Generative learning object

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“Learning Objects (LOs) are digital resources that can be used (and reused) to support the learning process. Generative Learning Objects (GLOs) are generic and reusable LOs from which the specific LO content can be generated on demand. (Damaševičius & Štuikys, 2008).”

“The first phase of learning objects, whilst engaging, interactive and educationally effective, is limited in some respects. The basic unit of reuse is the object as a whole and this leads to marked limitation in productivity. GLOs provide a more flexible format for developing learning objects which supports both increased productivity in initial development and flexible repurposing by local tutors. (Generative Learning Object Maker, retrieved 15:47, 21 November 2008 (UTC))”

“The traditional approach to reuse of learning objects has been to separate content from context in order to make the content reusable. However, it is not content but the quality of the learning design that is most important for effective learning. The generative learning object (GLO) approach thus inverts the traditional approach. It extracts successful pedagogical designs and makes these the basis for reuse. (User Guide for the GLO-Maker v1 Authoring tool, retrieved 15:47, 21 November 2008 (UTC))”


Example of a generative learning object: a Flash movie that shows the student a picture of a building. At the edges of the picture are a series of pictures of "experts" (archeologist, town planner, modern historian). The student clicks on each of the experts to watch a video which shows them explaining their views on the building (Learning outcome: students understand that how different people interpret objects and how their relationship to the object may differ hugely). This learning object could easily be re-purposed in many different disciplines. In trying to come up with designs for GLOs we were encouraged to:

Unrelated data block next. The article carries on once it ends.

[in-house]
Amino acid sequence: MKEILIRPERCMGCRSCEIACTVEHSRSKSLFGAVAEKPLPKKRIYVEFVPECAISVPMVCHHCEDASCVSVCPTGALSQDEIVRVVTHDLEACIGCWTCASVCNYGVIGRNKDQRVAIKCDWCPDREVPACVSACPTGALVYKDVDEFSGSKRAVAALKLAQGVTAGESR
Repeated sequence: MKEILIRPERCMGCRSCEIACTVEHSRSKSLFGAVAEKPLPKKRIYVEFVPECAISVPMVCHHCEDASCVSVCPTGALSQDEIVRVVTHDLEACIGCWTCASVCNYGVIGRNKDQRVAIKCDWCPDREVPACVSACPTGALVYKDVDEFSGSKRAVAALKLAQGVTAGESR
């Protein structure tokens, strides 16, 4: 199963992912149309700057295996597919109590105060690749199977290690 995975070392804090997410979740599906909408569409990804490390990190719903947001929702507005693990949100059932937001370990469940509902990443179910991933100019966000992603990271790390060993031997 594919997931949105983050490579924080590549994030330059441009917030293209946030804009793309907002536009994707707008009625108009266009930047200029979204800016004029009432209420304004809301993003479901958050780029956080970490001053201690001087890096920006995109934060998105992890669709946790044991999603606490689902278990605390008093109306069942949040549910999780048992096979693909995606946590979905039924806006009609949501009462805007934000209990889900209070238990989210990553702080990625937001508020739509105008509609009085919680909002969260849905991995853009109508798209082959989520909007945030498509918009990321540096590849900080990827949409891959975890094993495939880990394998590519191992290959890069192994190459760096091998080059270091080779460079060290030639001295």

• find the pedagogical pattern that works
  • create the Generative Learning object
  • make it easily adaptable (e.g. by allowing the user to edit text fields).
(Generative Learning Objects in the Making: a hands-on workshop from RLO-CETL, retrieved 15:47, 21 November 2008 (UTC)).



  • Boyle, T. (2003). Design principles for authoring dynamic, reusable learning objects. Australian Journal of Educational Technology, 19, 1, 46-58. HTML
  • Boyle, T., Leeder, D.C. & Chase, H. (2004). To boldly GLO - Towards the next generation of learning objects. Panel session at E-Learn, November 1-5, Washington DC, USA. Word
  • Morales, R., Leeder, D. & Boyle, T. (2005). A Case in the Design of Generative Learning Objects (GLOs): Applied Statistical Methods. In P. Kommers & G. Richards (Eds.), Proceedings of World Conference on Educational Multimedia, Hypermedia and Telecommunications 2005 (pp. 2091-2097). Chesapeake, VA: AACE. Abstract/PDF
  • Damaševičius, Robertas and Vytautas Štuikys (2008). On the Technological Aspects of Generative Learning Object Development, Springer, ISBN 978-3-540-69923-1, DOI 10.1007/978-3-540-69924-8_31--------

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